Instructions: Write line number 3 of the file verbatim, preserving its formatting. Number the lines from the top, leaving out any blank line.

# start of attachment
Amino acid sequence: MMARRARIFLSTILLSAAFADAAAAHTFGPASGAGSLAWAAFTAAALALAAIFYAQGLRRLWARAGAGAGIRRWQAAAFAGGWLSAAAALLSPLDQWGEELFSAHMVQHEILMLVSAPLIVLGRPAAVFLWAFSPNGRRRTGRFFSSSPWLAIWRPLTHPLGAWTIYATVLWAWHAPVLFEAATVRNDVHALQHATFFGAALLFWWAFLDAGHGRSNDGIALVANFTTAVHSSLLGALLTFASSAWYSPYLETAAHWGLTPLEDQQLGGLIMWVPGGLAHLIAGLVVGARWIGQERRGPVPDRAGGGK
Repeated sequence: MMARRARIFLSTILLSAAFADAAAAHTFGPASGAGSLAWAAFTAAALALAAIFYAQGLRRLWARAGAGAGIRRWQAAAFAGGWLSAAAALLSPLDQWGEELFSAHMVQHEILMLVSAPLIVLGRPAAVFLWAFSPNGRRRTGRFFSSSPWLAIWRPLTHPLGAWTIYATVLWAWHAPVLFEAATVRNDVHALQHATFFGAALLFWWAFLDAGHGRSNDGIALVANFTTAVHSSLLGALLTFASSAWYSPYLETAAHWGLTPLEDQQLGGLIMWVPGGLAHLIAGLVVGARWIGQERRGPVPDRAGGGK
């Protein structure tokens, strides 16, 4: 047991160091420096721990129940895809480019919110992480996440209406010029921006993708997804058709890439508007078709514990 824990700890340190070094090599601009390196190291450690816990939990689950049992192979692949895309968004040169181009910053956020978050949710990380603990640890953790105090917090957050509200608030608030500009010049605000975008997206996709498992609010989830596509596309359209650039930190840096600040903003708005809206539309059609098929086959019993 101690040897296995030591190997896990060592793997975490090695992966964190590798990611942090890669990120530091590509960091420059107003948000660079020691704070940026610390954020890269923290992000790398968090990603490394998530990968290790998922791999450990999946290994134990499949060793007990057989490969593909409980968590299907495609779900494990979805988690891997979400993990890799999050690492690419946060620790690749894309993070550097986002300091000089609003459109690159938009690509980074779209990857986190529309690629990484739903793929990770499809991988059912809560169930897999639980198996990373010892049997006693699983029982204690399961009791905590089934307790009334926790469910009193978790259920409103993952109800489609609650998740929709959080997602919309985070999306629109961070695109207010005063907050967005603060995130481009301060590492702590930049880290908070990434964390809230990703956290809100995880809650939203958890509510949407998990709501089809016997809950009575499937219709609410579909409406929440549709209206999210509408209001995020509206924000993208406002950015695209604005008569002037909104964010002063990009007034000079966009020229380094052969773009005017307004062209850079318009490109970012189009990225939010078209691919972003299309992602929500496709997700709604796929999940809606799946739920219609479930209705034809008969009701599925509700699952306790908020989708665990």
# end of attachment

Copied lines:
């Protein structure tokens, strides 16, 4: 047991160091420096721990129940895809480019919110992480996440209406010029921006993708997804058709890439508007078709514990 824990700890340190070094090599601009390196190291450690816990939990689950049992192979692949895309968004040169181009910053956020978050949710990380603990640890953790105090917090957050509200608030608030500009010049605000975008997206996709498992609010989830596509596309359209650039930190840096600040903003708005809206539309059609098929086959019993 101690040897296995030591190997896990060592793997975490090695992966964190590798990611942090890669990120530091590509960091420059107003948000660079020691704070940026610390954020890269923290992000790398968090990603490394998530990968290790998922791999450990999946290994134990499949060793007990057989490969593909409980968590299907495609779900494990979805988690891997979400993990890799999050690492690419946060620790690749894309993070550097986002300091000089609003459109690159938009690509980074779209990857986190529309690629990484739903793929990770499809991988059912809560169930897999639980198996990373010892049997006693699983029982204690399961009791905590089934307790009334926790469910009193978790259920409103993952109800489609609650998740929709959080997602919309985070999306629109961070695109207010005063907050967005603060995130481009301060590492702590930049880290908070990434964390809230990703956290809100995880809650939203958890509510949407998990709501089809016997809950009575499937219709609410579909409406929440549709209206999210509408209001995020509206924000993208406002950015695209604005008569002037909104964010002063990009007034000079966009020229380094052969773009005017307004062209850079318009490109970012189009990225939010078209691919972003299309992602929500496709997700709604796929999940809606799946739920219609479930209705034809008969009701599925509700699952306790908020989708665990």